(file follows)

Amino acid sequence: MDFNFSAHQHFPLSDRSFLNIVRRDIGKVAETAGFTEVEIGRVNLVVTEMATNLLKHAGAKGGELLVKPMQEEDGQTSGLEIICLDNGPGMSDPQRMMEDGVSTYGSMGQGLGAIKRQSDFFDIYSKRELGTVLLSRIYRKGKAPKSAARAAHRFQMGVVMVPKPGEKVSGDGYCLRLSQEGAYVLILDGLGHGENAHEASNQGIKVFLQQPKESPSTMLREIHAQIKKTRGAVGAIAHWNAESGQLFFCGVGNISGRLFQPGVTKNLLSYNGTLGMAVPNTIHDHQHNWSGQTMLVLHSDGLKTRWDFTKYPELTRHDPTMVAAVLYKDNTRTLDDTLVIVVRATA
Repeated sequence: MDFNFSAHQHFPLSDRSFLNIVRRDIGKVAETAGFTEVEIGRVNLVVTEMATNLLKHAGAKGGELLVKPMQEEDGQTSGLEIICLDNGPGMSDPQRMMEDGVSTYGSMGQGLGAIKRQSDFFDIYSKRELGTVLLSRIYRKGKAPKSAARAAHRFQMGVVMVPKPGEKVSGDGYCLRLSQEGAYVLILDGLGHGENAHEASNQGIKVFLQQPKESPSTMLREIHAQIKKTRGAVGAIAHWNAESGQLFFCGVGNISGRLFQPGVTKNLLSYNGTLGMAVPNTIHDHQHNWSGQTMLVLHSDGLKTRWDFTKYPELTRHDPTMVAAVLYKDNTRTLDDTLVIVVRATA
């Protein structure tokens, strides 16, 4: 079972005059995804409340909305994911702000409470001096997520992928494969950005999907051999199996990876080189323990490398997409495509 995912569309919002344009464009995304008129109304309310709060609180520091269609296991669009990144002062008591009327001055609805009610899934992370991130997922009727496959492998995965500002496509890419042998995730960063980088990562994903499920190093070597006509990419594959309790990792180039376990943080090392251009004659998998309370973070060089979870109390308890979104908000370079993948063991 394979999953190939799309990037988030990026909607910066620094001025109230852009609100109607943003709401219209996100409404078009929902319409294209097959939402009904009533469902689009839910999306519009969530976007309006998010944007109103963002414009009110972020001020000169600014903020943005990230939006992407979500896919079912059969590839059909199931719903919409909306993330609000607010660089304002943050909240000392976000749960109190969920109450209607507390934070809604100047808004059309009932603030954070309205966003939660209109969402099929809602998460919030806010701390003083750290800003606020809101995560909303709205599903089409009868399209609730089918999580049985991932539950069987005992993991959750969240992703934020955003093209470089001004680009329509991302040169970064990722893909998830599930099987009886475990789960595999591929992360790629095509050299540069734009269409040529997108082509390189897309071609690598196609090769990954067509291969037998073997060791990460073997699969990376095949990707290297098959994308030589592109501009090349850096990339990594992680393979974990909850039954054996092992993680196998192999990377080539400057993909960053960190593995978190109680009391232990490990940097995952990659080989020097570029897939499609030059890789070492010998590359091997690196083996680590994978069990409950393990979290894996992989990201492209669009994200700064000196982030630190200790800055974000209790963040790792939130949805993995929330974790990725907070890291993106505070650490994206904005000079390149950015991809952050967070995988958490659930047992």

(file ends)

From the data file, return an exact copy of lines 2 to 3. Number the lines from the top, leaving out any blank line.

Repeated sequence: MDFNFSAHQHFPLSDRSFLNIVRRDIGKVAETAGFTEVEIGRVNLVVTEMATNLLKHAGAKGGELLVKPMQEEDGQTSGLEIICLDNGPGMSDPQRMMEDGVSTYGSMGQGLGAIKRQSDFFDIYSKRELGTVLLSRIYRKGKAPKSAARAAHRFQMGVVMVPKPGEKVSGDGYCLRLSQEGAYVLILDGLGHGENAHEASNQGIKVFLQQPKESPSTMLREIHAQIKKTRGAVGAIAHWNAESGQLFFCGVGNISGRLFQPGVTKNLLSYNGTLGMAVPNTIHDHQHNWSGQTMLVLHSDGLKTRWDFTKYPELTRHDPTMVAAVLYKDNTRTLDDTLVIVVRATA
């Protein structure tokens, strides 16, 4: 079972005059995804409340909305994911702000409470001096997520992928494969950005999907051999199996990876080189323990490398997409495509 995912569309919002344009464009995304008129109304309310709060609180520091269609296991669009990144002062008591009327001055609805009610899934992370991130997922009727496959492998995965500002496509890419042998995730960063980088990562994903499920190093070597006509990419594959309790990792180039376990943080090392251009004659998998309370973070060089979870109390308890979104908000370079993948063991 394979999953190939799309990037988030990026909607910066620094001025109230852009609100109607943003709401219209996100409404078009929902319409294209097959939402009904009533469902689009839910999306519009969530976007309006998010944007109103963002414009009110972020001020000169600014903020943005990230939006992407979500896919079912059969590839059909199931719903919409909306993330609000607010660089304002943050909240000392976000749960109190969920109450209607507390934070809604100047808004059309009932603030954070309205966003939660209109969402099929809602998460919030806010701390003083750290800003606020809101995560909303709205599903089409009868399209609730089918999580049985991932539950069987005992993991959750969240992703934020955003093209470089001004680009329509991302040169970064990722893909998830599930099987009886475990789960595999591929992360790629095509050299540069734009269409040529997108082509390189897309071609690598196609090769990954067509291969037998073997060791990460073997699969990376095949990707290297098959994308030589592109501009090349850096990339990594992680393979974990909850039954054996092992993680196998192999990377080539400057993909960053960190593995978190109680009391232990490990940097995952990659080989020097570029897939499609030059890789070492010998590359091997690196083996680590994978069990409950393990979290894996992989990201492209669009994200700064000196982030630190200790800055974000209790963040790792939130949805993995929330974790990725907070890291993106505070650490994206904005000079390149950015991809952050967070995988958490659930047992």